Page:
Rolling for Initiative is a weekly column by Scott Thorne, PhD, owner of Castle Perilous Games & Books in Carbondale, Illinois and instructor in marketing at Southeast Missouri State University.  This week, Thorne looks at the economics of pre-release events.

As I mentioned in last week’s column, a number of stores will discount pre-release events in the hopes of drawing more players.  Short term, this sort of promotion benefits players because they can play more cheaply than otherwise and it benefits the store because it puts more people in seats and puts a healthy chunk of cash in the till in a short period of time, so it’s all good, right?  Not really, not for the players long term and certainly not for the store.  Here’s why.

As I have mentioned in previous columns (see "Rolling for Initiative--Retailing’s Dirty Little Secret"), the dirty little secret of retailing is that stores have to sell stuff for more than we pay for it.  Unfortunately, although Wizards of the Coast is a wonderful company that does many things that help both retailers and players, one thing they don’t do (and nor does any other gaming company) is give us our products for free.  The store had to pay for all those Magic Origins pre-release packs players spent last weekend cracking, either when they arrived through COD, credit card, bank transfer, etc. or within 30 days if the store has terms with the supplier.  This means the store needs a chunk of cash quickly, and a tried and true method of doing so is cutting prices.  However, more cash now means less cash later.  Let’s look at some numbers.

The Magic Origins pre-release packs cost the store approximately $14 each, give or take some change.  A store, desiring to put a lot of butts in seats, decides to charge $20 for each space in the pre-release and gets 50 people to show up, generating $1000.  That’s a nice chunk of change.  However, remember those packs aren’t free.  The store pays $700 for them meaning it has $300 left.  Still not bad.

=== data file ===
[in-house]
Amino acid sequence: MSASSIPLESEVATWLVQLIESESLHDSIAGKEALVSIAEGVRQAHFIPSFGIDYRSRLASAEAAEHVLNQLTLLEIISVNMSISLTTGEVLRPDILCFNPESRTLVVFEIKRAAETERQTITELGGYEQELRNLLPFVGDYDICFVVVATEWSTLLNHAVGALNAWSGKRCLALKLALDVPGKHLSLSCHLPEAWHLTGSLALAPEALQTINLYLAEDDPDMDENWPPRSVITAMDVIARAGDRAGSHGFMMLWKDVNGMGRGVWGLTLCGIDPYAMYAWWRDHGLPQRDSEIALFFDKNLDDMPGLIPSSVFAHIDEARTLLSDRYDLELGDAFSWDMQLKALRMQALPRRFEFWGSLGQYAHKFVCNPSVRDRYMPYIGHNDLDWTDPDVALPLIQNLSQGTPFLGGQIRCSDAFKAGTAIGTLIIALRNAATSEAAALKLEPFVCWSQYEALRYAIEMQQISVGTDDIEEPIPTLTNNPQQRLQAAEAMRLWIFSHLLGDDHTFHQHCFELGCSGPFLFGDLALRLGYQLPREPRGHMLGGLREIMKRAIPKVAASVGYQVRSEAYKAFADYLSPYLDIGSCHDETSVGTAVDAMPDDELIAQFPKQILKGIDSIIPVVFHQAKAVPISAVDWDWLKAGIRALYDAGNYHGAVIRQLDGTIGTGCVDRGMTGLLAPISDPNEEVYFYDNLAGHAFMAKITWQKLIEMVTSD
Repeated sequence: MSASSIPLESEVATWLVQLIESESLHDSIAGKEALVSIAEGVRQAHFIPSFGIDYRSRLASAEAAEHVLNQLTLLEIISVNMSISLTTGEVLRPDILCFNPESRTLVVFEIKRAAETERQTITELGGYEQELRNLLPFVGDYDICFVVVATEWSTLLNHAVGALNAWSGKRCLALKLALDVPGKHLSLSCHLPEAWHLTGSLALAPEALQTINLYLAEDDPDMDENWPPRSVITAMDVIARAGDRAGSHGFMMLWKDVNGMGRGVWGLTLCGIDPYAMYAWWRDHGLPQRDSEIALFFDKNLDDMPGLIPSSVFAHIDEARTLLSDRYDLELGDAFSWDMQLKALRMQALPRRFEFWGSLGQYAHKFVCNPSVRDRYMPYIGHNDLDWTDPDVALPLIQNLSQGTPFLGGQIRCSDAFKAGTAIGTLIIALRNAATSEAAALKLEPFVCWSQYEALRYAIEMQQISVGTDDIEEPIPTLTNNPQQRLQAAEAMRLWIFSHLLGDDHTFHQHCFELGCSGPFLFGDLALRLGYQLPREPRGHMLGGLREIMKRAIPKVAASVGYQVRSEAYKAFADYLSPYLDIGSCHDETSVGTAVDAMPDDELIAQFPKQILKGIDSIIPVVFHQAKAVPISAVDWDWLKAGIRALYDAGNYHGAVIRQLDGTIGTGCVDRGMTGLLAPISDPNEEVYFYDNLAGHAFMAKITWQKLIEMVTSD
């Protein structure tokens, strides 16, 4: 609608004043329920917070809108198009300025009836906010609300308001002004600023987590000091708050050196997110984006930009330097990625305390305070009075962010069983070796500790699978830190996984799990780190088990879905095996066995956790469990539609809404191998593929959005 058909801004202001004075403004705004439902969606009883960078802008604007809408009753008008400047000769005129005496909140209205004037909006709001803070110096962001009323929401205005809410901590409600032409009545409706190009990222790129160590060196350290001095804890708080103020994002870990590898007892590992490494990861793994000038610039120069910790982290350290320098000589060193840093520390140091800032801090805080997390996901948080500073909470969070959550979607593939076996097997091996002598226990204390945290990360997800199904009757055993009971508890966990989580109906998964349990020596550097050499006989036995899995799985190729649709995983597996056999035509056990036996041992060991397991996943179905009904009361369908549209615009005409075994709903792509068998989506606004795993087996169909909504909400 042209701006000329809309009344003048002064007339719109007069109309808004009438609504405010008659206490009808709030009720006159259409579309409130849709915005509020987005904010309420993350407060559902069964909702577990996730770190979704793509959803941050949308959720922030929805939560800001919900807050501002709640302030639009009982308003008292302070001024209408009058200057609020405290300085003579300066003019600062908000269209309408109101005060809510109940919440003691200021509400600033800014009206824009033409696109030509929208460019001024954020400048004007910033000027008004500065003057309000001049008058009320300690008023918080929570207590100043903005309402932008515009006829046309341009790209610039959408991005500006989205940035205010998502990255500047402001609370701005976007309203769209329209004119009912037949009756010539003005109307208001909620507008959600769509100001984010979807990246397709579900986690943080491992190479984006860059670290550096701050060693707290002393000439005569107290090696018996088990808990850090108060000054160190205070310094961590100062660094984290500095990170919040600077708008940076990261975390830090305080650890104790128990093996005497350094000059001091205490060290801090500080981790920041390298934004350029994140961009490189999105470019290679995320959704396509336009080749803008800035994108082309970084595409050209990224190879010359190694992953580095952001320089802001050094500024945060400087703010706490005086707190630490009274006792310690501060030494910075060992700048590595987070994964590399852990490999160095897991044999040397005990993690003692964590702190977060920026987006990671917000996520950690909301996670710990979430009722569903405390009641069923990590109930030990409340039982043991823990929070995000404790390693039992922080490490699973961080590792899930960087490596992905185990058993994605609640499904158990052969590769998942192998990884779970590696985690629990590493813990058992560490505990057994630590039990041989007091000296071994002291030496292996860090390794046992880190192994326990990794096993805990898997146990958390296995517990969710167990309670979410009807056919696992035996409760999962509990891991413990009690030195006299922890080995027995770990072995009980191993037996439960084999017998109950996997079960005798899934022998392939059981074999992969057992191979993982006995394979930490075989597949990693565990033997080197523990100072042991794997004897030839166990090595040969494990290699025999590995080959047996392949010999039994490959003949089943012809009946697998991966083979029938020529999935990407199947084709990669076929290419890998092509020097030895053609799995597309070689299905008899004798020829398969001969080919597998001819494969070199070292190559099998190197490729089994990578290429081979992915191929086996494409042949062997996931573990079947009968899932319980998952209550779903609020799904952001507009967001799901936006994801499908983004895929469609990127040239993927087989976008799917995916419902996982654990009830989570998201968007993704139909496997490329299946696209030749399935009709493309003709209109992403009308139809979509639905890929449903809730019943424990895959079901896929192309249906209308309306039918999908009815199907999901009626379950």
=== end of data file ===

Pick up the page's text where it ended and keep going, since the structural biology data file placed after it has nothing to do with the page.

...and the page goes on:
Now, let’s take a look at store number 2.  Store #2 charges $25 per tournament and only gets 27 people, generating $675 in proceeds from the event.  Store #2 pays $378 for its packs, since it gets them for approximately $14 per pack as well, leaving a profit for the event of $297.

Store #1 owes its supplier $700 for the pre-release packs it used.  Store #2 only owes its supplier $378.  Store #1 put a lot more work into its tournament in terms of judging, seating, tracking results.  Anyone who has ever run a large Magic or other TCG tournament can testify to how much work goes into it, but for all the extra work, Store #1 only generated a total of $3 more in profit from the event than did Store #2.  If three more players had shown up at Store #2, it would have generated $330 in profits, making about 10% more in profit on the event with a third less players.

Why is this important to the store and the players over the long term?  Because unless you have deep pocketed investors willing to take a loss over a long period of time (see Amazon) or have an incredibly efficient operation (see Walmart), profits are what keeps the store open, whether they are profits coming from regular day in and day out sales or from special events like a pre-release.  Long term, without sufficient profits, a store cannot remain open and its customers will have to find someplace else to shop and play.

The opinions expressed in this column are solely those of the writer, and do not necessarily reflect the views of the editorial staff of